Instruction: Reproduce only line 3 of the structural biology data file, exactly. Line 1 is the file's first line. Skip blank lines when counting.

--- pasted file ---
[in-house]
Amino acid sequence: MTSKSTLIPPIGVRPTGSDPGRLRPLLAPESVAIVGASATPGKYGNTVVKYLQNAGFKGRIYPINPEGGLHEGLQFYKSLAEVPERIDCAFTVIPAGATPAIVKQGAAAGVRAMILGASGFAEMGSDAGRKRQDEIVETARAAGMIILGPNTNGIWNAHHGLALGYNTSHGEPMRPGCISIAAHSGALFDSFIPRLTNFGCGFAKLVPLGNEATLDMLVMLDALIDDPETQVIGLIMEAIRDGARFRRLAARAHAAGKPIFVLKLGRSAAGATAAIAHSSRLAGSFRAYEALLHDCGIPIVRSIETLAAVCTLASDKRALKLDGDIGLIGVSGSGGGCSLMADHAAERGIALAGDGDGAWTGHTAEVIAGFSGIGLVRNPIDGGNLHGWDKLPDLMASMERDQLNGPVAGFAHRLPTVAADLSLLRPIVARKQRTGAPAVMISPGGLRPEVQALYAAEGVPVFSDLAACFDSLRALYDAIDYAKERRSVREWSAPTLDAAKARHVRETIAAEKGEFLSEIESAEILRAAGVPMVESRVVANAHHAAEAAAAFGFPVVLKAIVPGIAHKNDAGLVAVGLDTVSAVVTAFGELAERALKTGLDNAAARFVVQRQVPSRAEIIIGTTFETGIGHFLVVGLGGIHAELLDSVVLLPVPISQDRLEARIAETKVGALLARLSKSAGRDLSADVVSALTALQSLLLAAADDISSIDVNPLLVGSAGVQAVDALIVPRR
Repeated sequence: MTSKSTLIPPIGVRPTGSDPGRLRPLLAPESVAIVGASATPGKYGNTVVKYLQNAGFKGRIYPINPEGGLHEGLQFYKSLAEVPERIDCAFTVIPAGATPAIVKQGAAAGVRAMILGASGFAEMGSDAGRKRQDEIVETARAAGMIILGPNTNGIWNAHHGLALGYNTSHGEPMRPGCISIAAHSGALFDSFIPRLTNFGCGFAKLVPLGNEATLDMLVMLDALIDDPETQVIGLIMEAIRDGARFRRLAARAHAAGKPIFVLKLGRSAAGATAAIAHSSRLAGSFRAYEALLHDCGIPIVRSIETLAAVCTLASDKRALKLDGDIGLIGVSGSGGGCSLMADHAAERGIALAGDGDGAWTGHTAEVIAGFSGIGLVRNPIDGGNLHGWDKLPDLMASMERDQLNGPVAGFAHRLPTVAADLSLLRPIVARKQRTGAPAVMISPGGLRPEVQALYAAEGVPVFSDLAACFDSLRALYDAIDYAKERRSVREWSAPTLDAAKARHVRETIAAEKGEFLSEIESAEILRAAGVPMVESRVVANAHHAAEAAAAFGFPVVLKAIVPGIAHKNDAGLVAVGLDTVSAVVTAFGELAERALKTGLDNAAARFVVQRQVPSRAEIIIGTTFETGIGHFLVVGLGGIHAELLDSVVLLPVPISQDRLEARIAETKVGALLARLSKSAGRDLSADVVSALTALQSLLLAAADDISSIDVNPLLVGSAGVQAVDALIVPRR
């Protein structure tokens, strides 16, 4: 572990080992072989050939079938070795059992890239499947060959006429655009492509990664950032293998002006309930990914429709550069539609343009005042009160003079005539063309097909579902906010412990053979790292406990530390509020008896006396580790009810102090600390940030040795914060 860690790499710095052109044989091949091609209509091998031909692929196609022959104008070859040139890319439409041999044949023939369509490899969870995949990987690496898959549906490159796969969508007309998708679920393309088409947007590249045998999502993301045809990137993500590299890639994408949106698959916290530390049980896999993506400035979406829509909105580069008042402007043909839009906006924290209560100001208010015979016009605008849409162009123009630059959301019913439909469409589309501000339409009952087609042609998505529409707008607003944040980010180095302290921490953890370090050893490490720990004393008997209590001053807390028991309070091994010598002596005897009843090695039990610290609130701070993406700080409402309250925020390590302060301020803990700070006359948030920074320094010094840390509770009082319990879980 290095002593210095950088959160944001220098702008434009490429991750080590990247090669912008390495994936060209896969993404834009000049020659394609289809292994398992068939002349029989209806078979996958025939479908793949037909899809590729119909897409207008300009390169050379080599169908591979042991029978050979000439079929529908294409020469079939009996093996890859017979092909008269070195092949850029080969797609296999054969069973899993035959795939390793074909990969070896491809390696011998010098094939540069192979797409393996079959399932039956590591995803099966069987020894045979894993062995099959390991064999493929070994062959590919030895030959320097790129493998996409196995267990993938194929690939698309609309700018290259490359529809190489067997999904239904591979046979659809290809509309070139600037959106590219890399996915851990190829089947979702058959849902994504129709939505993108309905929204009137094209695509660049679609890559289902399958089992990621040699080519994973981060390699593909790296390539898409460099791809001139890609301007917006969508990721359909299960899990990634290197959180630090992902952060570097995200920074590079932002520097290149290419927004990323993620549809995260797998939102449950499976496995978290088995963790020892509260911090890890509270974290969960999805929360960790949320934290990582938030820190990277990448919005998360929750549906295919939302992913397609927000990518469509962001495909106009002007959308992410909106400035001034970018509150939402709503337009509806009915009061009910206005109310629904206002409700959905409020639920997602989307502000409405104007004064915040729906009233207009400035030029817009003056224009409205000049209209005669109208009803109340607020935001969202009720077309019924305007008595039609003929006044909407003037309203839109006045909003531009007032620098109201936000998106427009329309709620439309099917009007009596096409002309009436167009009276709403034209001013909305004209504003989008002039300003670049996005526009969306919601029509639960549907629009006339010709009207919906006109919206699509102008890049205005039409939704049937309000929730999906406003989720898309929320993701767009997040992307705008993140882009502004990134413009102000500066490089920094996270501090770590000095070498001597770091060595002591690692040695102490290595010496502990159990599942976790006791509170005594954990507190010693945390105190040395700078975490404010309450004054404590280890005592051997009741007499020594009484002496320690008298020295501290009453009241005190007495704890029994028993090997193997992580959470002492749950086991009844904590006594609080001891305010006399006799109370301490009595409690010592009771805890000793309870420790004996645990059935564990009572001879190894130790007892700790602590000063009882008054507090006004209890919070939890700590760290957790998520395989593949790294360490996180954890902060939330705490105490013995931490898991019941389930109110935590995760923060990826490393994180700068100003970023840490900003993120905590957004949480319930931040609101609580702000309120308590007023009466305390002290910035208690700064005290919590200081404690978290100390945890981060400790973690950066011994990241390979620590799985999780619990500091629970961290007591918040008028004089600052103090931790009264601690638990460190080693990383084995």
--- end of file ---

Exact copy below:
Repeated sequence: MTSKSTLIPPIGVRPTGSDPGRLRPLLAPESVAIVGASATPGKYGNTVVKYLQNAGFKGRIYPINPEGGLHEGLQFYKSLAEVPERIDCAFTVIPAGATPAIVKQGAAAGVRAMILGASGFAEMGSDAGRKRQDEIVETARAAGMIILGPNTNGIWNAHHGLALGYNTSHGEPMRPGCISIAAHSGALFDSFIPRLTNFGCGFAKLVPLGNEATLDMLVMLDALIDDPETQVIGLIMEAIRDGARFRRLAARAHAAGKPIFVLKLGRSAAGATAAIAHSSRLAGSFRAYEALLHDCGIPIVRSIETLAAVCTLASDKRALKLDGDIGLIGVSGSGGGCSLMADHAAERGIALAGDGDGAWTGHTAEVIAGFSGIGLVRNPIDGGNLHGWDKLPDLMASMERDQLNGPVAGFAHRLPTVAADLSLLRPIVARKQRTGAPAVMISPGGLRPEVQALYAAEGVPVFSDLAACFDSLRALYDAIDYAKERRSVREWSAPTLDAAKARHVRETIAAEKGEFLSEIESAEILRAAGVPMVESRVVANAHHAAEAAAAFGFPVVLKAIVPGIAHKNDAGLVAVGLDTVSAVVTAFGELAERALKTGLDNAAARFVVQRQVPSRAEIIIGTTFETGIGHFLVVGLGGIHAELLDSVVLLPVPISQDRLEARIAETKVGALLARLSKSAGRDLSADVVSALTALQSLLLAAADDISSIDVNPLLVGSAGVQAVDALIVPRR